POLITICO.com By CRISTIANO LIMA Wed., Mar.14, 2018
President Donald Trump predicted on Tuesday that the U.S. would reach Mars “very soon” and backed the idea of creating a militaristic “space force,” seemingly expressing support for a measure that faced opposition from officials in his own administration.
Touting recent technological advancements, Trump forecast that “very soon we’re going to Mars” — a feat that he said wouldn’t have been possible had Hillary Clinton prevailed in the 2016 election.
“You wouldn’t have been going to Mars if my opponent won, that I can tell you. You wouldn’t even be thinking about it,” Trump quipped while speaking to service members at a Marine Corps air station in Miramar, California.
The president also voiced support for creating a “space force” to bolster U.S. defenses, appearing to back a proposal opposed last year by officials in the White House and the Department of Defense.
“My new national strategy for space recognizes that space is a warfighting domain, just like the land, air and sea,” Trump said. “We may even have a space force — develop another one, space force. We have the Air Force, we’ll have the space force.”
The House Armed Services Committee approved a measure in June to include language to create a U.S. Space Corps, as part of the Air Force, in the 2018 National Defense Authorization Act. But the measure faced opposition from top officials in Trump’s own White House and Pentagon.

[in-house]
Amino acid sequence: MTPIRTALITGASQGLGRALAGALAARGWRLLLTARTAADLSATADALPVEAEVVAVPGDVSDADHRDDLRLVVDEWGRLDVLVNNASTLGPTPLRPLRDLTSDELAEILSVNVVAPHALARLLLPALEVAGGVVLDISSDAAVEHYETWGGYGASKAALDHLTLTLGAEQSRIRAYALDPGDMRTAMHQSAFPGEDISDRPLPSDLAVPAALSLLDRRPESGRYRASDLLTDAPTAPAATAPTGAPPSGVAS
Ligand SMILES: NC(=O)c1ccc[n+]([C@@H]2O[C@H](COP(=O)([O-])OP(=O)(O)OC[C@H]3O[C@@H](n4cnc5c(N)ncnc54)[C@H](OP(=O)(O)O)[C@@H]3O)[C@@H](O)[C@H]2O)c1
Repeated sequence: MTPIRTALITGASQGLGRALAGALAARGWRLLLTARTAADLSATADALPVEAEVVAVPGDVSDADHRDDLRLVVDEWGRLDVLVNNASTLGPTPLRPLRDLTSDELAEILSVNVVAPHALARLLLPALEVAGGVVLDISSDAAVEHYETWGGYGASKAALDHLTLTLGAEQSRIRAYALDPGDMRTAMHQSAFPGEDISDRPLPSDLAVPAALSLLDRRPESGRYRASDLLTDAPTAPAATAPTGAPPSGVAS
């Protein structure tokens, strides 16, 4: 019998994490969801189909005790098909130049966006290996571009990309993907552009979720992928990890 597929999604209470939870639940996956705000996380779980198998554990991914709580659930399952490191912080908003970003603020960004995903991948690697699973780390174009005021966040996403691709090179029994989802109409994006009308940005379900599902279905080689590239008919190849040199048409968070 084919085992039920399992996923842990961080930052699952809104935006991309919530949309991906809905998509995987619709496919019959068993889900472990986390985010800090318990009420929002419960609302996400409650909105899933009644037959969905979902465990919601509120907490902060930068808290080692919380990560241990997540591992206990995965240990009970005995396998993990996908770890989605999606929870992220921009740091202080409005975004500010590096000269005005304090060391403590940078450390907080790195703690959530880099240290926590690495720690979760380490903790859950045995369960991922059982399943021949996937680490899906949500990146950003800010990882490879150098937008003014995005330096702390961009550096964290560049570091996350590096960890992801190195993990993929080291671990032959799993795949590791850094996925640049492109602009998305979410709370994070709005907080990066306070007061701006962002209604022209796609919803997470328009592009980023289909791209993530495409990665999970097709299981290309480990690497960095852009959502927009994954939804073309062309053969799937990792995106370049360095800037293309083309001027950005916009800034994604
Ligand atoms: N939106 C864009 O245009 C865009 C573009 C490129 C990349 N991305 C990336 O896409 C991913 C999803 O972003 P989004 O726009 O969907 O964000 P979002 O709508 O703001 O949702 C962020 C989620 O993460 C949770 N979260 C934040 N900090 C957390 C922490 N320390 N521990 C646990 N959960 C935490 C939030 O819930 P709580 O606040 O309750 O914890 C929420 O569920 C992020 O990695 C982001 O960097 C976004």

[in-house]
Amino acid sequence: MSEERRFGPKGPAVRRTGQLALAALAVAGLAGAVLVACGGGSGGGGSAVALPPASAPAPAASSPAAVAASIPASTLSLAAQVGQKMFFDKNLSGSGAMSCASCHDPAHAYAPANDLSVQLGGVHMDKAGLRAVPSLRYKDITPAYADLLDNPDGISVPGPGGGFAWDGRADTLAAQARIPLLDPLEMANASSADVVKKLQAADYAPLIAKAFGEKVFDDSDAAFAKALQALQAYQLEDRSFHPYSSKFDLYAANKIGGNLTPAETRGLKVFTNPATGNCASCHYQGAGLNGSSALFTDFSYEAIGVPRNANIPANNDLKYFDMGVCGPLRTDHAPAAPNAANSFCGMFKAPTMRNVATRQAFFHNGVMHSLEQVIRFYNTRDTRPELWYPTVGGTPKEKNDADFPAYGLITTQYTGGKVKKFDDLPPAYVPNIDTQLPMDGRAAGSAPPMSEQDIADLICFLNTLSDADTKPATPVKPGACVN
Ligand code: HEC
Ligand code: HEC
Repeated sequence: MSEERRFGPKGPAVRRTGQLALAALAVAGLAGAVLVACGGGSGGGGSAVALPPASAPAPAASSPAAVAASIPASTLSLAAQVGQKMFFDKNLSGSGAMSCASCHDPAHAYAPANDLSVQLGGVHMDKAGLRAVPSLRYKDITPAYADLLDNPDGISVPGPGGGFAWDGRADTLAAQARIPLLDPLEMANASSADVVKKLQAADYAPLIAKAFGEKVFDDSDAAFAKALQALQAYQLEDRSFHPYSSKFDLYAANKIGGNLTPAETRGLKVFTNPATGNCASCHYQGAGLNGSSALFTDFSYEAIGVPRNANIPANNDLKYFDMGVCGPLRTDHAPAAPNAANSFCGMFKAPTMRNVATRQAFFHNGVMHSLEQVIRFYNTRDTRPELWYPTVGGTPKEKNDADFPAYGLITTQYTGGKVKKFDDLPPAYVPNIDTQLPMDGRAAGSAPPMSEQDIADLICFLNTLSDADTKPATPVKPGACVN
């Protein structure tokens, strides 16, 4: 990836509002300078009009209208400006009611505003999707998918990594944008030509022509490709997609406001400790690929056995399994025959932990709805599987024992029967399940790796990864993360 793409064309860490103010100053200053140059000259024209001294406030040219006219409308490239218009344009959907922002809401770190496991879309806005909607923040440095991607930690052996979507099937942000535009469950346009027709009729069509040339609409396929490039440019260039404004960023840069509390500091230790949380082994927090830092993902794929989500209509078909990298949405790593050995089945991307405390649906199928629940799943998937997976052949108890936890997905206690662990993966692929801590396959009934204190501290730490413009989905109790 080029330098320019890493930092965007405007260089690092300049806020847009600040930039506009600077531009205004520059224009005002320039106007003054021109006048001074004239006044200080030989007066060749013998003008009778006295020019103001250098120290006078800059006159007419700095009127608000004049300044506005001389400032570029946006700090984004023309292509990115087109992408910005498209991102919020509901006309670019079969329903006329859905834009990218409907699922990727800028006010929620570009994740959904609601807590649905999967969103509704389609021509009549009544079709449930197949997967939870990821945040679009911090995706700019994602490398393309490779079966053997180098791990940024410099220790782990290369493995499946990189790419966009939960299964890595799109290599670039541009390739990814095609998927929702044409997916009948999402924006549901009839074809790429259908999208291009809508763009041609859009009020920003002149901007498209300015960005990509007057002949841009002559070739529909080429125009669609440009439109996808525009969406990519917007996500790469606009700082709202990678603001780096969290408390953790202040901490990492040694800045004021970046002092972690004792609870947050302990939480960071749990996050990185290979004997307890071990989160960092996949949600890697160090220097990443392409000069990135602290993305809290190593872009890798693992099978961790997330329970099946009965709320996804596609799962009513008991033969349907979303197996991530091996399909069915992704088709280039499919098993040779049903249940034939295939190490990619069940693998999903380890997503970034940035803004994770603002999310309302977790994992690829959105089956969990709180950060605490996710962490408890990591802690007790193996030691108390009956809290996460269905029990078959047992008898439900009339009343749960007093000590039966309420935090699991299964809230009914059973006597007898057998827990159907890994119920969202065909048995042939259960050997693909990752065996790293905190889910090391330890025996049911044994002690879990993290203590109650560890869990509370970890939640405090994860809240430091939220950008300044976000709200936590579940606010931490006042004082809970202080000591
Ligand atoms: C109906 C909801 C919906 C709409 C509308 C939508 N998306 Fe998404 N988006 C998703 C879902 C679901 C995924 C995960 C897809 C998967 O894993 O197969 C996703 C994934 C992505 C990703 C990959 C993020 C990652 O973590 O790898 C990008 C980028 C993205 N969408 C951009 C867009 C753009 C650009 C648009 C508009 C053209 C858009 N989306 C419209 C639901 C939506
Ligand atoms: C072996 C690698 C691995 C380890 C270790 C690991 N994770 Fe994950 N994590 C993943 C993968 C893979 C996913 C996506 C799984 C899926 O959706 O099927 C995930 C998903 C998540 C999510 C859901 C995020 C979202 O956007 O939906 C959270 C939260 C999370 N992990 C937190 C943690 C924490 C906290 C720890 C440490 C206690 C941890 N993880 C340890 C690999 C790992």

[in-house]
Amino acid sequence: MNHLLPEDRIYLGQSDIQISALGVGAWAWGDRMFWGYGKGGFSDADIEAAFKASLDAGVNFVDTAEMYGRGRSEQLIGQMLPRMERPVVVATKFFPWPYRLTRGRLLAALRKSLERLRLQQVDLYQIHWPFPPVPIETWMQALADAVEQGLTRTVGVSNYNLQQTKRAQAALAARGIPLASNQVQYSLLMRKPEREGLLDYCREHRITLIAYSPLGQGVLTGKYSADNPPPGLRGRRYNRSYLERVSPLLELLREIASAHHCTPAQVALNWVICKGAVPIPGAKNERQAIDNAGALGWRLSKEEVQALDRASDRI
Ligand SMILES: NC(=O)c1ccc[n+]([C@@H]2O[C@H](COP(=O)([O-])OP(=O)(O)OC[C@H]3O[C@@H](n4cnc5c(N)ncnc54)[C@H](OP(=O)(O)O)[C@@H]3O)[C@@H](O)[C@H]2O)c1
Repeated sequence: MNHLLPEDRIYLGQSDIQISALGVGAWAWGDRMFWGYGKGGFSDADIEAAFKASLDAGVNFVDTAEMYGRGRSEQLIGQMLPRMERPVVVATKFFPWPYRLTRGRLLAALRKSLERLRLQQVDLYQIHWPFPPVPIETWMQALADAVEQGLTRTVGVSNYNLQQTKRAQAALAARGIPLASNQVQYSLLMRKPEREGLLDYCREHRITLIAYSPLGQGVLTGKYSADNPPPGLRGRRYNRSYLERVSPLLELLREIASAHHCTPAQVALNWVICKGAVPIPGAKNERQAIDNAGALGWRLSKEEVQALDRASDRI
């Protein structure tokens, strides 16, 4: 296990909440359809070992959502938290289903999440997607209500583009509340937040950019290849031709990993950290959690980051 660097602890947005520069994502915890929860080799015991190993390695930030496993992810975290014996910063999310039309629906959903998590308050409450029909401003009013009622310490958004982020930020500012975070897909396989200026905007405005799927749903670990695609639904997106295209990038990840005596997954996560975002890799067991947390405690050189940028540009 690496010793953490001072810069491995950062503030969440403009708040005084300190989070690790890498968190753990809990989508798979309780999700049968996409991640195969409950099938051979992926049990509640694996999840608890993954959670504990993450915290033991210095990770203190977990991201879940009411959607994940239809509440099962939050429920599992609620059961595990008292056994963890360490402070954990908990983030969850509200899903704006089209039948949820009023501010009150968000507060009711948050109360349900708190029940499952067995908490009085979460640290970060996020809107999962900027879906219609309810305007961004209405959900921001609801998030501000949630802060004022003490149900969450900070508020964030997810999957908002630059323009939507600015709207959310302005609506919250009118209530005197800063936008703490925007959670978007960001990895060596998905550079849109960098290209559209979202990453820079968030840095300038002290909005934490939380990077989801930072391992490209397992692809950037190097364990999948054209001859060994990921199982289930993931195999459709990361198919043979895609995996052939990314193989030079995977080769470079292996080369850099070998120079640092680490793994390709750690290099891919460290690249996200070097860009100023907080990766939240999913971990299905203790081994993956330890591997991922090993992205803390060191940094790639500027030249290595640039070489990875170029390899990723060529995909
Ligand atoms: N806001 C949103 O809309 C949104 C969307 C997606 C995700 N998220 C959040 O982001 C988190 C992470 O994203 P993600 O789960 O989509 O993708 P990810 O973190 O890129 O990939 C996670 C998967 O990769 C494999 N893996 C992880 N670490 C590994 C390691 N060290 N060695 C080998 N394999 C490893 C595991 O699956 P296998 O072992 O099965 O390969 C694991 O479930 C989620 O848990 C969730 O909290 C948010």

Defense Secretary Jim Mattis came out against the measure in July, issuing a rare statement in support of a proposal to remove language on the space corps from the defense budget for 2018.
“At a time when we are trying to integrate the department’s joint warfighting functions, I do not wish to add a separate service that would likely present a narrower and even parochial approach to space operations,” Mattis reportedly wrote in a letter to Rep. Mike Turner (R-Ohio), who led House efforts on the matter.
A White House official in July told CNN that creating a space corps was “premature at this time.”
Trump marveled the achievements of SpaceX founder Elon Musk, who has said he’s “optimistic” that his company will be able to launch test flights to Mars by as early as 2019.
“I don’t know if you saw last with Elon — with the rocket boosters where they’re coming back down,” Trump said during a Cabinet meeting on Thursday. “To me, that was more amazing than watching the rocket go up because I’ve never seen that before. Nobody has seen it before, where they’re saving the boosters. They came back without wings or without anything, they landed so beautifully.”
But Musk, speaking at South by Southwest on Monday, acknowledged that there were still technical hurdles that needed to be overcome before humans could successfully land on the planet.